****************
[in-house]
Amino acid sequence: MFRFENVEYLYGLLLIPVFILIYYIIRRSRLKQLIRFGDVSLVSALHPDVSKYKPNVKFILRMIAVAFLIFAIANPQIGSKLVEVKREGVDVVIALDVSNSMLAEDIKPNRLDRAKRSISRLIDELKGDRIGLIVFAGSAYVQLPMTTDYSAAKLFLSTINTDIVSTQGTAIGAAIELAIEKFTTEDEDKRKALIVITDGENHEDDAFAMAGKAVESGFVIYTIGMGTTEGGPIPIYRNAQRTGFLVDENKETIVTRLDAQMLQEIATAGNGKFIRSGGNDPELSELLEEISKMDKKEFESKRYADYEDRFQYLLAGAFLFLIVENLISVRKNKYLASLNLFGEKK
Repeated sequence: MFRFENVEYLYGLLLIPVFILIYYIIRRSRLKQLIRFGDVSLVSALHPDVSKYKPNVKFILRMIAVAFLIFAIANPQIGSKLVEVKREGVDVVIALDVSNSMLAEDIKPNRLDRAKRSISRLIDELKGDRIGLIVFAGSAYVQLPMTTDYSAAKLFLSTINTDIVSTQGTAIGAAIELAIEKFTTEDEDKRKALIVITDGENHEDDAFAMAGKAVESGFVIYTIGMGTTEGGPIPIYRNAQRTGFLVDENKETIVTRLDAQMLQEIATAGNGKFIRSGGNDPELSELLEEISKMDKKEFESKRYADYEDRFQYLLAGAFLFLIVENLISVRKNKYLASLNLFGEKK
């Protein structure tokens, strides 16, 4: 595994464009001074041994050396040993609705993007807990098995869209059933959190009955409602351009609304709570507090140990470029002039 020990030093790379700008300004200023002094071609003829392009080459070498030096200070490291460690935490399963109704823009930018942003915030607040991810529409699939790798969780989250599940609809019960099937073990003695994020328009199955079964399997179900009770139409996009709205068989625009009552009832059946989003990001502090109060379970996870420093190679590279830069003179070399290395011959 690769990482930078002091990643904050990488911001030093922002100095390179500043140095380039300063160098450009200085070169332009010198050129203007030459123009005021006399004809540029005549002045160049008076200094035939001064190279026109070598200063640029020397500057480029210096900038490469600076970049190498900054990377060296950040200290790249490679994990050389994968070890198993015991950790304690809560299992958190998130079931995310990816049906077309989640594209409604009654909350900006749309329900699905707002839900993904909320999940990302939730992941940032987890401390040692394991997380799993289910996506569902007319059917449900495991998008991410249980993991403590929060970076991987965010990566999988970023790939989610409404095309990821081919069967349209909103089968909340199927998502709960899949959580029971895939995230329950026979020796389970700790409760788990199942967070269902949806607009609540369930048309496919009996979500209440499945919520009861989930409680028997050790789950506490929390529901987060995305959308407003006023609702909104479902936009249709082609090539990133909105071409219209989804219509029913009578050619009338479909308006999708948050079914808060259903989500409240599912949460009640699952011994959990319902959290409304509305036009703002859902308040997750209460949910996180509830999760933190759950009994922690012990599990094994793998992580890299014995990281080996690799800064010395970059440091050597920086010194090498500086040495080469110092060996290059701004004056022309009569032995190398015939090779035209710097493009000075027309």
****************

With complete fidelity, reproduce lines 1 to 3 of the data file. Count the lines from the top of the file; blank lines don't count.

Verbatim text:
[in-house]
Amino acid sequence: MFRFENVEYLYGLLLIPVFILIYYIIRRSRLKQLIRFGDVSLVSALHPDVSKYKPNVKFILRMIAVAFLIFAIANPQIGSKLVEVKREGVDVVIALDVSNSMLAEDIKPNRLDRAKRSISRLIDELKGDRIGLIVFAGSAYVQLPMTTDYSAAKLFLSTINTDIVSTQGTAIGAAIELAIEKFTTEDEDKRKALIVITDGENHEDDAFAMAGKAVESGFVIYTIGMGTTEGGPIPIYRNAQRTGFLVDENKETIVTRLDAQMLQEIATAGNGKFIRSGGNDPELSELLEEISKMDKKEFESKRYADYEDRFQYLLAGAFLFLIVENLISVRKNKYLASLNLFGEKK
Repeated sequence: MFRFENVEYLYGLLLIPVFILIYYIIRRSRLKQLIRFGDVSLVSALHPDVSKYKPNVKFILRMIAVAFLIFAIANPQIGSKLVEVKREGVDVVIALDVSNSMLAEDIKPNRLDRAKRSISRLIDELKGDRIGLIVFAGSAYVQLPMTTDYSAAKLFLSTINTDIVSTQGTAIGAAIELAIEKFTTEDEDKRKALIVITDGENHEDDAFAMAGKAVESGFVIYTIGMGTTEGGPIPIYRNAQRTGFLVDENKETIVTRLDAQMLQEIATAGNGKFIRSGGNDPELSELLEEISKMDKKEFESKRYADYEDRFQYLLAGAFLFLIVENLISVRKNKYLASLNLFGEKK